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SOld train set help #2, controller/track queries

LouisLoco

9 posts

Hello again, I asked some advice a few months ago about my old train set that my kids had re-discovered and got some very helpful responses – so here I am again asking for more advice.

I didn’t get that far with the project in the meantime but my children keep asking me about the train set so here goes…

I had a very old controller, made by Meccano, which some posters advised me was probably dangerous and possibly illegal given current regs and to dump it, and I took their advice.

So I don’t have a controller and I’m a bit confused between the differences between analogue/digital etc.

Basically with my old controller and from my memory as a child there was the controller then two wires from that, that clipped onto two metal pegs or screws onto a piece of track, which powered the trains. (pics attached)

Can you still buy such controllors? If so, do I need to buy the power plug for the controller (I think its called the transformer?) seperately and the wires to the track separately?

If so I would need

  1. Controller
  2. Power transformer
  3. Wires

 

I ask because the controller (pic attached on sale from Hornby) has no plug attachment for the power source or wires with it?

Hornby controller https://www.hornby.com/uk-en/analogue-train-and-accessory-controller.html?utm_source=affiliate&utm_medium=affiliate

If someone could advise what exactly I need that would be much appreciated.

Alternatively if I went to a train model shop, would they be able to sort me out everything I need? It might be easier to do that.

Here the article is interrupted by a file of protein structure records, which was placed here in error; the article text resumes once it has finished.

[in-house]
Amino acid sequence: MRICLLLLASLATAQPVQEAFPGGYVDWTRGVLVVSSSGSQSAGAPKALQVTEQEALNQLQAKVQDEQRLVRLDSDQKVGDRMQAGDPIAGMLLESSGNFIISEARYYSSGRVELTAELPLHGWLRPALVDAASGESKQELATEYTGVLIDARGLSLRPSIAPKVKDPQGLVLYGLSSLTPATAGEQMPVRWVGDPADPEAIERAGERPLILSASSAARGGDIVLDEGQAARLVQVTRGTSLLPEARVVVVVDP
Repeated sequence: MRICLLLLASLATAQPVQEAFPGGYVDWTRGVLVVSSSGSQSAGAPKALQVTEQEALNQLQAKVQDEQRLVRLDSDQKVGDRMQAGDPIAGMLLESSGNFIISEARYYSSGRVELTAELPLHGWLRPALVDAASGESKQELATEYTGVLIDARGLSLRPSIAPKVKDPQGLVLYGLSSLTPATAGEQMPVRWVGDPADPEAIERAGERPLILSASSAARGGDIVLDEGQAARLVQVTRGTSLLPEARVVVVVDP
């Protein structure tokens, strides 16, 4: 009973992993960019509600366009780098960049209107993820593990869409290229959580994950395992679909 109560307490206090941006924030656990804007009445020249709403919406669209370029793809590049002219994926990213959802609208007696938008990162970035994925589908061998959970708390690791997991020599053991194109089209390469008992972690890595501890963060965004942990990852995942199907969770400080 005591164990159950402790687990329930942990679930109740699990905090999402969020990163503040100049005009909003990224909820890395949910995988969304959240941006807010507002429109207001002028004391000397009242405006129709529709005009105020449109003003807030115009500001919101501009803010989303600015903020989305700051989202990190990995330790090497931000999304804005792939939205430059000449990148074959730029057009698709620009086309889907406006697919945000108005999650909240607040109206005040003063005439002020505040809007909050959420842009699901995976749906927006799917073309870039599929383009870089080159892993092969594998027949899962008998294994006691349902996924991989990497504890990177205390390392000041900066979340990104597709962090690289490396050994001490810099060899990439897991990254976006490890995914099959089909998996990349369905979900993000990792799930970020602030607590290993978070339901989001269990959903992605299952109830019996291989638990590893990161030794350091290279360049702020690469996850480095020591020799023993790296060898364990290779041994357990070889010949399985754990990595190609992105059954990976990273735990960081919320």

Finally, I’ve got lots of track, given to us by another member of the family. Can you simply add lots of track and as long as it makes an electrical ‘circuit’ the trains will run – or is that not possible? Ie you need to keep to defined track layouts for the trains to work?

Sorry to bombard you with questions but its decades since I played with trains as a child so I’m a complete novice with a couple of boys who have got into trains.

Chrissaf

12053 posts


Community Moderator

So I don’t have a controller and I’m a bit confused between the differences between analogue/digital etc.

 

Analogue controllers send DC voltage to the track. The magnitude of the voltage i.e from zero to 12 volts DC determines the speed that the loco travels at. The polarity of the voltage on the track determines the direction [forward / reverse] the train goes in.

 

Within the loco there is a direct electrical connection between the wheels and the electric motor.

 

Digital DCC Controllers send a 'Bi-polar' square wave voltage to the track that has a typical 'peak to peak' voltage swing of 28.8 volts [+14.4 volts to -14.4 volts]. The frequency of this alternating voltage is a nominal 7,000 cycles per second [but is variable]. This track voltage is consistently the same and shouldn't vary. The signal waveform is used to carry Digital Data information to tell the locos what you want them to do.

 

Within the loco a Digital DCC decoder is fitted between the wheels and the motor. The decoder reads the digital data sent on the track and then in turn powers the motor and loco functions based upon the signals that it decodes.